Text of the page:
This is not as good as ‘Outpost’ or ‘Juggernaut’; it is boring and populated by abominable people. This is all for nothing and centres on nihilistic jerks who’d doom humanity by their own spite. The fascinating back-story of the virus is barely touched on. This was a real disappointment.
“The disease won. Game over. It owns the planet.”
“Sitting in the dark. For ever.”
“I think Galloway has been building himself some kind of nest.”
“It’s growing. It’s getting stronger. This empty radioactive world suits it just fine.”
“It’s from somewhere cold and dark. It’s travelled a long way. Unimaginable distances. It slept, thousands, millions of years. It dreamed. And now it’s awake.”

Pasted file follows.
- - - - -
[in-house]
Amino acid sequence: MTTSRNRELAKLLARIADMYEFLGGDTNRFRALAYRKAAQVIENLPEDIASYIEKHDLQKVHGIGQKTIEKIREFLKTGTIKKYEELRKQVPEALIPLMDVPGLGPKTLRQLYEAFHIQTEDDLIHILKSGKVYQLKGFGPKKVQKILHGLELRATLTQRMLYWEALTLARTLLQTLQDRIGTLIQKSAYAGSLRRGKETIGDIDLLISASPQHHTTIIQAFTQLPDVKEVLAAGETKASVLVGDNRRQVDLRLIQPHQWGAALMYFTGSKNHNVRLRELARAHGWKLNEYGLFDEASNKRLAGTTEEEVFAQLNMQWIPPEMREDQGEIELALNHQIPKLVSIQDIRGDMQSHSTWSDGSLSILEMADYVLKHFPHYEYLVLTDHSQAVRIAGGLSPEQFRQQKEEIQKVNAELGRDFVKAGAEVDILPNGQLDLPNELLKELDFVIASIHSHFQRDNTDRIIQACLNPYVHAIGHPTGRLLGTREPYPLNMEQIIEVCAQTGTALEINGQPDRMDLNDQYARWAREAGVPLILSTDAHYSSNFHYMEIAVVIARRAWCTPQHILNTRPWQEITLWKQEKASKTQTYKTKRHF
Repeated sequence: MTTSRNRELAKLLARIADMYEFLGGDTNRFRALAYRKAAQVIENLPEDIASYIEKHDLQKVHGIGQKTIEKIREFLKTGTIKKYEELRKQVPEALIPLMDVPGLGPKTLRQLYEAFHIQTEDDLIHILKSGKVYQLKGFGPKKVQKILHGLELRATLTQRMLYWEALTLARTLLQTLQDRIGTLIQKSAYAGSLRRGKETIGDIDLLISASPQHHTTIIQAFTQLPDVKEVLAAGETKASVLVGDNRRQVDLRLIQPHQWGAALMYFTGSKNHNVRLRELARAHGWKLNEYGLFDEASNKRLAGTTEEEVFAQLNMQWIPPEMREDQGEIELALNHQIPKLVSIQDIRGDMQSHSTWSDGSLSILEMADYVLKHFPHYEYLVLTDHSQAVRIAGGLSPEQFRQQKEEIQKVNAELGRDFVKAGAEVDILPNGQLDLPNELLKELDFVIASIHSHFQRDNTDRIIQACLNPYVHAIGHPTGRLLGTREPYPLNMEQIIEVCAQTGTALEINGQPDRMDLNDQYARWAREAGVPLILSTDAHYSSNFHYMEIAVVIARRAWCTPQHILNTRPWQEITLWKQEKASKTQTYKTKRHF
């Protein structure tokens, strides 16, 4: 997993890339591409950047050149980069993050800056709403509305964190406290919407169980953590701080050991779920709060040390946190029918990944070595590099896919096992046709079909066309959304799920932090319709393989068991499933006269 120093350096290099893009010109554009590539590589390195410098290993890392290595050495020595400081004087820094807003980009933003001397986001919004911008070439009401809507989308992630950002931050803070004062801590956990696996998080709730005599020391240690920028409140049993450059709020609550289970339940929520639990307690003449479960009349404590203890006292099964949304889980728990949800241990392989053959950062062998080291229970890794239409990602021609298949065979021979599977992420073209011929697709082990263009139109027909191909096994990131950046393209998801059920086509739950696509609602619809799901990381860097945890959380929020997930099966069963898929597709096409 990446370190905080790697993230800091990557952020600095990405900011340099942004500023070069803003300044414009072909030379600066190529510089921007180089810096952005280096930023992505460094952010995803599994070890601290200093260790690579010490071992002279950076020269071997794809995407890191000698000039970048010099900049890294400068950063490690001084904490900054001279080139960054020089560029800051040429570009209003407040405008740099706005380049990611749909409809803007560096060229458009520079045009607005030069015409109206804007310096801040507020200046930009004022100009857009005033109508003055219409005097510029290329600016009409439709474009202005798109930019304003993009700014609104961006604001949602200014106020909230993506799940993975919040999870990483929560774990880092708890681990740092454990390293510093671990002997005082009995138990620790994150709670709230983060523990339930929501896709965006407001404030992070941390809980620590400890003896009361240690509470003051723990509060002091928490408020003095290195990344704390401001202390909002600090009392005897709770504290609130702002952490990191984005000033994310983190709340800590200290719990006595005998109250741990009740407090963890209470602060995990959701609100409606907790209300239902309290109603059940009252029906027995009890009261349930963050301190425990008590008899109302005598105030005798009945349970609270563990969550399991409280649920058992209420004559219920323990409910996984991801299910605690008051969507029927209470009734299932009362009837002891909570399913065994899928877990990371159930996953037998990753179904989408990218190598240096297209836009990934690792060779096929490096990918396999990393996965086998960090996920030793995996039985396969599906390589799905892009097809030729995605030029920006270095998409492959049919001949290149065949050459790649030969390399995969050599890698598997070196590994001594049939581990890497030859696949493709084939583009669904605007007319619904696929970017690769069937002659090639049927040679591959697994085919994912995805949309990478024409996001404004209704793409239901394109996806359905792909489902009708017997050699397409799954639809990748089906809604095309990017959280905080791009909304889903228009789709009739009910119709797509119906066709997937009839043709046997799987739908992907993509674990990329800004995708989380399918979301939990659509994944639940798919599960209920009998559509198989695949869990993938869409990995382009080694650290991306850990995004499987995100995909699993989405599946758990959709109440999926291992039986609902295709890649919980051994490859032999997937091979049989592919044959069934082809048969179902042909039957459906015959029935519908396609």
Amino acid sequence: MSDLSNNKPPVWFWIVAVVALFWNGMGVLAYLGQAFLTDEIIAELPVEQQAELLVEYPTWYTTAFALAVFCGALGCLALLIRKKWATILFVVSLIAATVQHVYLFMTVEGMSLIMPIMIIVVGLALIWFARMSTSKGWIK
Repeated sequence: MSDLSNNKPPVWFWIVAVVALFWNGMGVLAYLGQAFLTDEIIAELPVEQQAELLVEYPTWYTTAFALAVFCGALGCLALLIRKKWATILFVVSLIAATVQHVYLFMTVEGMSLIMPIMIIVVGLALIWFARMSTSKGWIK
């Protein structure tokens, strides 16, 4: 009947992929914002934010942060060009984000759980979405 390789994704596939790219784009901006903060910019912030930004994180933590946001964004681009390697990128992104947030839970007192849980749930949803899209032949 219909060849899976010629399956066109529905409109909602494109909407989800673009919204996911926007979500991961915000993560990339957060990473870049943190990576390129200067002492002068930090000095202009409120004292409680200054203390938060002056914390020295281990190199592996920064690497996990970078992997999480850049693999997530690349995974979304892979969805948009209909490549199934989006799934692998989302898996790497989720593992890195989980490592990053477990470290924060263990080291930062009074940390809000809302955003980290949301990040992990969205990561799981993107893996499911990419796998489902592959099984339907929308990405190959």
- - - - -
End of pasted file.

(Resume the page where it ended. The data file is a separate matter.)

“You don’t believe in God. And he sure doesn’t believe in a loser like you.”
“It doesn’t have thoughts. It doesn’t make plans. You can’t talk to it any more than you can interview syphilis.”
“What’s he doing?”
“He’s a valuable asset. But he is also radioactive waste.”
This 2004 novel from the author of ‘In The Company of the Courtesan’ and ‘Sacred Hearts’ isn’t as good as those books. In fact, it is rather dull. Alessandra falls for a painter, there is lust, disease, the Bonfire of the Vanities and a revelation about who the painter is. This was just boring.
“When you see a grown man in good health who is not married, take it as an evil sign.”
“If the Sumptuary Police had chosen to pay a visit to the nursery now they would have had the baby out of most of its clothes and much of the furniture on the streets. Fortunately we had not come to that. Yet.”